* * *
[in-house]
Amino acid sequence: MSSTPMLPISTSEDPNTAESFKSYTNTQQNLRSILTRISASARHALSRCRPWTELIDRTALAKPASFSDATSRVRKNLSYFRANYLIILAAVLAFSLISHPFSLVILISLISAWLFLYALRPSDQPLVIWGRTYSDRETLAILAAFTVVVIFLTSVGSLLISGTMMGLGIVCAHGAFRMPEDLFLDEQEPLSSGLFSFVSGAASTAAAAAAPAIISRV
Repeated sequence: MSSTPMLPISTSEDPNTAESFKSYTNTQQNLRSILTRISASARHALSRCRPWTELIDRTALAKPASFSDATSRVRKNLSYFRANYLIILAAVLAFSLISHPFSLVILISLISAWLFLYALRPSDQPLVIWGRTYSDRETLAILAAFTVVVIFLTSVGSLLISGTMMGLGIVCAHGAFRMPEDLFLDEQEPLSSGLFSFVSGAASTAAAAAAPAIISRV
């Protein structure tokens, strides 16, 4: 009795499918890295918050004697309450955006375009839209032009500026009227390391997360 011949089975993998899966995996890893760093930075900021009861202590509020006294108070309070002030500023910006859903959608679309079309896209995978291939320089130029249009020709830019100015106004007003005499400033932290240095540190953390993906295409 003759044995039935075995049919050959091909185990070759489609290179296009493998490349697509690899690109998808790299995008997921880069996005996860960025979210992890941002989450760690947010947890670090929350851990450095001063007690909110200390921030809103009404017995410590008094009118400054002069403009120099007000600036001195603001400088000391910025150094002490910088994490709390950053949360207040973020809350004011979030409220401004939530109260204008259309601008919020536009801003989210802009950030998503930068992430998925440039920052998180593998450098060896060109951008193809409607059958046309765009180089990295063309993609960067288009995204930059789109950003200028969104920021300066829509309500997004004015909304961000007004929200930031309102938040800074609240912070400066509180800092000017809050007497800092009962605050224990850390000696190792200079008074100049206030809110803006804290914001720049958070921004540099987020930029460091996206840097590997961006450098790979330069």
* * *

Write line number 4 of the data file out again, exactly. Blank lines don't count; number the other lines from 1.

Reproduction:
């Protein structure tokens, strides 16, 4: 009795499918890295918050004697309450955006375009839209032009500026009227390391997360 011949089975993998899966995996890893760093930075900021009861202590509020006294108070309070002030500023910006859903959608679309079309896209995978291939320089130029249009020709830019100015106004007003005499400033932290240095540190953390993906295409 003759044995039935075995049919050959091909185990070759489609290179296009493998490349697509690899690109998808790299995008997921880069996005996860960025979210992890941002989450760690947010947890670090929350851990450095001063007690909110200390921030809103009404017995410590008094009118400054002069403009120099007000600036001195603001400088000391910025150094002490910088994490709390950053949360207040973020809350004011979030409220401004939530109260204008259309601008919020536009801003989210802009950030998503930068992430998925440039920052998180593998450098060896060109951008193809409607059958046309765009180089990295063309993609960067288009995204930059789109950003200028969104920021300066829509309500997004004015909304961000007004929200930031309102938040800074609240912070400066509180800092000017809050007497800092009962605050224990850390000696190792200079008074100049206030809110803006804290914001720049958070921004540099987020930029460091996206840097590997961006450098790979330069």